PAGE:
They have a lock-in period of just 3 years and allow you to claim tax exemption upto Rs 1.5 Lakh under Section 80C. Since they are equity funds, they also have the potential to fetch high returns in the long run. So start with one or two funds under the equity and debt category and get a taste of investing. Then as you gain more knowledge and experience, start diversifying your portfolio and take up investing actively.
Money in a Savings bank doesn’t pay anything when you consider the effect of inflation. Inflation, in very simple terms, is paying more for the same products or services with time.
It reduces the purchasing power of money over a period of time. In India, it has stayed low for some time now but it cannot be wished away and that is why you should put your money in inflation-beating assets/investments. Do not let the value of your money get eroded due to the ill effects of Inflation. With decreasing bank rates, the yields from bank deposits are set to go down further.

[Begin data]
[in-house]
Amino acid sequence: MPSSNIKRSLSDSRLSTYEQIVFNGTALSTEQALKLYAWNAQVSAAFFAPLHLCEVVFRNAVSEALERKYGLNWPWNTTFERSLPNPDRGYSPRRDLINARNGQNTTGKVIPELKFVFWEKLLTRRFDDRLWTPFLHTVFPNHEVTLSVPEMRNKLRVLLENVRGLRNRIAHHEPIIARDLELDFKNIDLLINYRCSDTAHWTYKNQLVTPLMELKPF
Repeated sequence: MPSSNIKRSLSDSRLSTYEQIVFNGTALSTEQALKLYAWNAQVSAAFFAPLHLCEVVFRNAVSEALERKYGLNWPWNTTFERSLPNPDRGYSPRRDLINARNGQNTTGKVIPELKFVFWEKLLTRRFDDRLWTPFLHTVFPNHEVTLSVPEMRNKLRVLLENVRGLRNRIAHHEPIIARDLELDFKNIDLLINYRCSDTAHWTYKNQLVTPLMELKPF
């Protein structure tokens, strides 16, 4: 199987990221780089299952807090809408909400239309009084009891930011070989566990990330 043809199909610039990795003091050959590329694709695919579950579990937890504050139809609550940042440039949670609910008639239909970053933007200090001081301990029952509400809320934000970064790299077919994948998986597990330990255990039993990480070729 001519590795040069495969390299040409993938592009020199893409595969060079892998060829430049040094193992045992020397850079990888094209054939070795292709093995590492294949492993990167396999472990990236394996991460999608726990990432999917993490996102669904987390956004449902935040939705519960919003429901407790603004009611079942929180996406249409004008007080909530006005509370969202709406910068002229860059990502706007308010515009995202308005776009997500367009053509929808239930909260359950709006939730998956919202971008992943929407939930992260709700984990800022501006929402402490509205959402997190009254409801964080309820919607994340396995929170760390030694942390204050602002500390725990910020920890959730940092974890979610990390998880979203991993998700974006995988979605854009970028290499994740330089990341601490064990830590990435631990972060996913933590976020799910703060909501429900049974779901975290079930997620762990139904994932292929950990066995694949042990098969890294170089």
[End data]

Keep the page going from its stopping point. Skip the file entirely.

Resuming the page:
Put only the minimum required amount in a Savings account. Invest in a mix of investments that can make your portfolio ‘Inflation proof’, providing both stability and security. For instance, if ease of access to your money is an important criterion for you, you can invest in liquid funds that will also provide a better appreciation to your money.
Moderation is the key, it ultimately boils down to how effectively you utilize your money and learn what to do with it. Be prudent, arm yourself with the necessary financial know-how and you will be able to navigate the world of investing with ease.
Disclaimer: The views expressed in this post are that of the author and not those of Groww